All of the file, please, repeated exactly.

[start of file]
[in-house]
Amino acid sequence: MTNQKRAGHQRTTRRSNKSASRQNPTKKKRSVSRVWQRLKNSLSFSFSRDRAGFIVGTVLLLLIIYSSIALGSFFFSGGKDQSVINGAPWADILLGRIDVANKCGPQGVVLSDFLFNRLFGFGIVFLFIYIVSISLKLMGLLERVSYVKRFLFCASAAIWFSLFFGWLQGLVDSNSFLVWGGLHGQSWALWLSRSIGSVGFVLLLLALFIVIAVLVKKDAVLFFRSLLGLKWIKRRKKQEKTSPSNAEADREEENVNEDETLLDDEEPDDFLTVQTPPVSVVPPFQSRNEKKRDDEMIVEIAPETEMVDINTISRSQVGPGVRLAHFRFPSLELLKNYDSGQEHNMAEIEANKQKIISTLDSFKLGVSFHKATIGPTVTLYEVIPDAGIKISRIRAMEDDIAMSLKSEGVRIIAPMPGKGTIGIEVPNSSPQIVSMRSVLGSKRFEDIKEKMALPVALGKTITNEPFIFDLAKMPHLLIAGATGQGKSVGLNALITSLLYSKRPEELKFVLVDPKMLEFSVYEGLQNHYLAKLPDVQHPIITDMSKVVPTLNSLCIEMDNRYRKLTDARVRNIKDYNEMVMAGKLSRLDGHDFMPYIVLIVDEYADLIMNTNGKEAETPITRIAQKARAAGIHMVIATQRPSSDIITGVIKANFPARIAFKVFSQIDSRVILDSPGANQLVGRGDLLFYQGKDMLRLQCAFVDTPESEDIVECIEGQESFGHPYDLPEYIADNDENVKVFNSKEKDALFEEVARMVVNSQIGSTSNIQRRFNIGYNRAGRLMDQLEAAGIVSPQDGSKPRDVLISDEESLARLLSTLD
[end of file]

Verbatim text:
[in-house]
Amino acid sequence: MTNQKRAGHQRTTRRSNKSASRQNPTKKKRSVSRVWQRLKNSLSFSFSRDRAGFIVGTVLLLLIIYSSIALGSFFFSGGKDQSVINGAPWADILLGRIDVANKCGPQGVVLSDFLFNRLFGFGIVFLFIYIVSISLKLMGLLERVSYVKRFLFCASAAIWFSLFFGWLQGLVDSNSFLVWGGLHGQSWALWLSRSIGSVGFVLLLLALFIVIAVLVKKDAVLFFRSLLGLKWIKRRKKQEKTSPSNAEADREEENVNEDETLLDDEEPDDFLTVQTPPVSVVPPFQSRNEKKRDDEMIVEIAPETEMVDINTISRSQVGPGVRLAHFRFPSLELLKNYDSGQEHNMAEIEANKQKIISTLDSFKLGVSFHKATIGPTVTLYEVIPDAGIKISRIRAMEDDIAMSLKSEGVRIIAPMPGKGTIGIEVPNSSPQIVSMRSVLGSKRFEDIKEKMALPVALGKTITNEPFIFDLAKMPHLLIAGATGQGKSVGLNALITSLLYSKRPEELKFVLVDPKMLEFSVYEGLQNHYLAKLPDVQHPIITDMSKVVPTLNSLCIEMDNRYRKLTDARVRNIKDYNEMVMAGKLSRLDGHDFMPYIVLIVDEYADLIMNTNGKEAETPITRIAQKARAAGIHMVIATQRPSSDIITGVIKANFPARIAFKVFSQIDSRVILDSPGANQLVGRGDLLFYQGKDMLRLQCAFVDTPESEDIVECIEGQESFGHPYDLPEYIADNDENVKVFNSKEKDALFEEVARMVVNSQIGSTSNIQRRFNIGYNRAGRLMDQLEAAGIVSPQDGSKPRDVLISDEESLARLLSTLD